Retroviruses induce a broad range of tumors in vertebrates. Although some retroviruses carry oncogenes in their genome, the vast majority of retroviruses do not encode such elements and thus, their capacity to induce tumors depends on integration near cellular proto-oncogenes. However, oncogene activation alone is not sufficient for tumor induction and additional events are required for tumor development. Murine Leukemia Virus (MuLV), which can spread as an oral and as a blood-borne pathogen, is highly proficient in causing leukemia. Intriguingly, tumor incidence within the same strain of infected mice varies between different facilities. Among environmental factors that may differ between the research labs, the variation in gut microbiota stands out.Thus, we sought to determine whether the microbiota contributes to virally-induced leukemogenesis. Accordingly, we monitored virally-induced leukemia in germ-free (GF, sterile) and specific pathogen free (SPF) conventionally raised BALB/cJ mice. Even though MuLV replication and spread were not affected in the absence of the microbiota, GF mice were significantly more resistant to the leukemia than SPF mice. Colonizing GF mice with a defined group of commensal bacteria (Altered Schaedler?s Flora), or with a single bacterium such as Lactobacillus murinus but not Parabacteroides distasonis or similar to E. coli and shigella (SECS) did not change virus replication but abolished the tumor-resistant phenotype of the colonized mice, indicating that some gut microbes have tumor-promoting properties. At the same time, GF mice lacking adaptive immune system (T and B lymphocytes) developed leukemia at a high rate suggesting that the gut microbes facilitate leukemia promotion by counteracting the adaptive immune response. Gene- expression analysis of the pre-leukemic spleens revealed several negative regulators induced by the microbiota. Among those, the ?V-set and Ig domain-containing 4? (VSig4) gene, a known negative regulator of T-cell responses attracted our interest because it was found upregulated in various human cancers. The gut microbiota has been implicated in both progression of cancers of colon and liver (?local? influence), as well as in systemic anti-cancer effect by enhancing the effect of anti-cancer immunotherapy. There is also a hint that the microbial environment can influence development of non-virally induced lymphomas. To identify the mechanism(s) by which the gut microbiota promotes leukemia, we will use our expertise in virology, mammalian genetics and gnotobiotic technologies (Dr. Golovkina, University of Chicago) and expertise in bacterial genetics and metabolomics (Dr. Fischbach, Stanford University). The goals of the proposal are: to determine the role of microbially regulated-VSig4 in virally-induced leukemogenesis; to characterize the bacterial compound(s) responsible for virally-induced leukemia development; to determine whether the gut microbiota influences leukemia development in a non-viral model of cancer.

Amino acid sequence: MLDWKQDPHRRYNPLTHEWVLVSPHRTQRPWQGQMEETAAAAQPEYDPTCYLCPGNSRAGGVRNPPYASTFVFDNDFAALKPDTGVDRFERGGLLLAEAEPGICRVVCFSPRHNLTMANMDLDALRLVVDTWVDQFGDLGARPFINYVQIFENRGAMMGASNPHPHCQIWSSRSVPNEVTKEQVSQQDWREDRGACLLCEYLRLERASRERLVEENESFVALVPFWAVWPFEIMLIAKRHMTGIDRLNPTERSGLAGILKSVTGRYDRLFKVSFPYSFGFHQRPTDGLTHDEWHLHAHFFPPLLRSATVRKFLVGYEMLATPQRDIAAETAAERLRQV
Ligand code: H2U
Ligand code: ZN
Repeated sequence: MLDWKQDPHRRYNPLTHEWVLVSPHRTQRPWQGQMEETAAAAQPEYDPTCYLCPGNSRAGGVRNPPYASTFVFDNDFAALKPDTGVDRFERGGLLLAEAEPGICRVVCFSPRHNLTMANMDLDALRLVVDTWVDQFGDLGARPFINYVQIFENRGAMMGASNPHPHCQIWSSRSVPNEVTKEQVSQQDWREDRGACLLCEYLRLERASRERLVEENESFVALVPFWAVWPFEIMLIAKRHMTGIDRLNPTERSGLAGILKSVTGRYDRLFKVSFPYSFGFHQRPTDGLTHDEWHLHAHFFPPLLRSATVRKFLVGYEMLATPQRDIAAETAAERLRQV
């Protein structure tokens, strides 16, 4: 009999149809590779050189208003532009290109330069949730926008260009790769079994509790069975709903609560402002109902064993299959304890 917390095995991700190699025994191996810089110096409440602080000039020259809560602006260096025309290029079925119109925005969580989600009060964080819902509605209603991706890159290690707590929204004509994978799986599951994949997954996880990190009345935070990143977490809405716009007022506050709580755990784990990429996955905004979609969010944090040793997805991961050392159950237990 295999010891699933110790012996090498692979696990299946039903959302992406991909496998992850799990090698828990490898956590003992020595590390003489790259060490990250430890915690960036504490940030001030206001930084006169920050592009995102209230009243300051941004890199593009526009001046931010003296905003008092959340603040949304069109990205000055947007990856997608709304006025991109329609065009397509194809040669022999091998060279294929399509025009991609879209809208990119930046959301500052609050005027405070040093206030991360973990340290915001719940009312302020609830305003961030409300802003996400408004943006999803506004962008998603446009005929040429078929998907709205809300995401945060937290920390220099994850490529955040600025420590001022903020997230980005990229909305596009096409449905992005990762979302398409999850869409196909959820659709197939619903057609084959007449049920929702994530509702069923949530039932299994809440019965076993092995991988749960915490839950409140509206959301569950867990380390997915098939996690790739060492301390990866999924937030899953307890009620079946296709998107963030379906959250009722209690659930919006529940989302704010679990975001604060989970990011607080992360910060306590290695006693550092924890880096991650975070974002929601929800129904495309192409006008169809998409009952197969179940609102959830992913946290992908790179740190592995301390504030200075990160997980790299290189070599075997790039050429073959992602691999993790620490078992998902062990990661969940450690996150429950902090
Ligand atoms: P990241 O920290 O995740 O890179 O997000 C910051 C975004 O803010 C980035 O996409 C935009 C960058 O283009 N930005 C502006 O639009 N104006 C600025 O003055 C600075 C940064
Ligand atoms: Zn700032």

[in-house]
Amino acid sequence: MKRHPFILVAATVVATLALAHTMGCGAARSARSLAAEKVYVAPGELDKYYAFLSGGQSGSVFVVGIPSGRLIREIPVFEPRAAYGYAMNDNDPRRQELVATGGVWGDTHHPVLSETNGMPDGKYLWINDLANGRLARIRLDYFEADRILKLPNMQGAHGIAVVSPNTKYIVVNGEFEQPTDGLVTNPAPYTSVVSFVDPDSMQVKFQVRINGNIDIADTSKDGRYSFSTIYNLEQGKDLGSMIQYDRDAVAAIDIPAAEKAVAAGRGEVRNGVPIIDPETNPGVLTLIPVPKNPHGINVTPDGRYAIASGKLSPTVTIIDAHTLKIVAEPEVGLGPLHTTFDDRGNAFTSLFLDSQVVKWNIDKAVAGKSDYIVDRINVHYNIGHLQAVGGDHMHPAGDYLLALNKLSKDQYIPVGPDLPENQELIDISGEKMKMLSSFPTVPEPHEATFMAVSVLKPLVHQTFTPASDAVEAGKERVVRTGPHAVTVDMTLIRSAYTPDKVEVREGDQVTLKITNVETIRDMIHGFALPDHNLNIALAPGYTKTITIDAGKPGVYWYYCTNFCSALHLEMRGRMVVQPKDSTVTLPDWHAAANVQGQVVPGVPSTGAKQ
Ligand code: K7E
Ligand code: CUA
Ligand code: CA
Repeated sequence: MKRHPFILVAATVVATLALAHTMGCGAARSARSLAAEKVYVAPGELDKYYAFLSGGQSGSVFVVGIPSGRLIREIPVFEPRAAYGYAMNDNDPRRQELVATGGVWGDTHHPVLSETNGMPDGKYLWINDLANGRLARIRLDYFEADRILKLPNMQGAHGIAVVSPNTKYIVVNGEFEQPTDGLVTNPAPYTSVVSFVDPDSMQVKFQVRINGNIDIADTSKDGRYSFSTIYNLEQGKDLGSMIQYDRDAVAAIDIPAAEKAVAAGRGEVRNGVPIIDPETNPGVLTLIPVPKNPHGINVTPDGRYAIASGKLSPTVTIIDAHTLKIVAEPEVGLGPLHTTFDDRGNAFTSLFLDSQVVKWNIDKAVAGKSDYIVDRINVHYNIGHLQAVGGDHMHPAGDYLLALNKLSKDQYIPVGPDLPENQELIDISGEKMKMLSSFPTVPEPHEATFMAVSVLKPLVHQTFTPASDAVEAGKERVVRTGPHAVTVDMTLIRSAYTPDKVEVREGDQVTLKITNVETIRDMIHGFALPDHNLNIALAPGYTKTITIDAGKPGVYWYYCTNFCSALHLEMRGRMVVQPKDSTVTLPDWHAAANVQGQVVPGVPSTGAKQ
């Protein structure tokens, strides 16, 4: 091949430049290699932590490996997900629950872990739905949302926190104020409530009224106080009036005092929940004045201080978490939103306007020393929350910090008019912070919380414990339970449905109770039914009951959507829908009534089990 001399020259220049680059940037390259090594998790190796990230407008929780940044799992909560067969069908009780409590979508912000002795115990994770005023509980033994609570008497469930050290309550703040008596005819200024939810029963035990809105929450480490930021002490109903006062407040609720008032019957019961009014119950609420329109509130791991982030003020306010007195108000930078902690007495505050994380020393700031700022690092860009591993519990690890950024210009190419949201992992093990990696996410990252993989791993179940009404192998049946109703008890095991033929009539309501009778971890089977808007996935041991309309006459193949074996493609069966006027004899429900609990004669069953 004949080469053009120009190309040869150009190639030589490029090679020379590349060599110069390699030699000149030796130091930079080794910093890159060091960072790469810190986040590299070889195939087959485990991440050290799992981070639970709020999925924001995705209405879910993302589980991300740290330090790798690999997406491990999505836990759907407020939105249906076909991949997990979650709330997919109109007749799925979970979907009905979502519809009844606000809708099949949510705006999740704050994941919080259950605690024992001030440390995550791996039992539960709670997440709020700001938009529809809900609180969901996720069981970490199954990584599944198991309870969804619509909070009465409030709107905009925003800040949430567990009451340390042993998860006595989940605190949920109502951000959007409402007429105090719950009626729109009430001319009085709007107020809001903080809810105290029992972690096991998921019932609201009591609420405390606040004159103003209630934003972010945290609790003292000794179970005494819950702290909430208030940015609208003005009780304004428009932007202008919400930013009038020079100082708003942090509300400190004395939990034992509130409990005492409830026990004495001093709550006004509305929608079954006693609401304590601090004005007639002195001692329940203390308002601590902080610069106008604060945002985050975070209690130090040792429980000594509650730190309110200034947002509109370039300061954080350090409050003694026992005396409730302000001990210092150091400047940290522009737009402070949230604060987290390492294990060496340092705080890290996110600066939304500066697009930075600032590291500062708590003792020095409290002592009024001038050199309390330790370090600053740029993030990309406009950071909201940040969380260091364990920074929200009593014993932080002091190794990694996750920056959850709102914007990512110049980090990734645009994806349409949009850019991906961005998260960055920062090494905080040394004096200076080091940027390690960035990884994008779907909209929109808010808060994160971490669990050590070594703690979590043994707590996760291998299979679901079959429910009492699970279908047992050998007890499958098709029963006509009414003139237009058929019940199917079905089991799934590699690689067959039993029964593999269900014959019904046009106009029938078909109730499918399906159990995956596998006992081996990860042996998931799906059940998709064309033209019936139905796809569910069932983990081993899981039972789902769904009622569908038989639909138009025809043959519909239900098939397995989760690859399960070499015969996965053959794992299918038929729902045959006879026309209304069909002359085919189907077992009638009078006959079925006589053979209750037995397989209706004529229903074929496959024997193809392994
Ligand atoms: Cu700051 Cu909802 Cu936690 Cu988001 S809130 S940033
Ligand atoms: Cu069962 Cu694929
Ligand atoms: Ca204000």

After the initial somatic mutation, tumor development requires a series of genetic and epigenetic changes. Our preliminary data suggest that the gut commensal bacteria serve as an epigenetic factor that contributes to leukemia development. This proposal will define the mechanism by which the commensal microbiota promote leukemia development.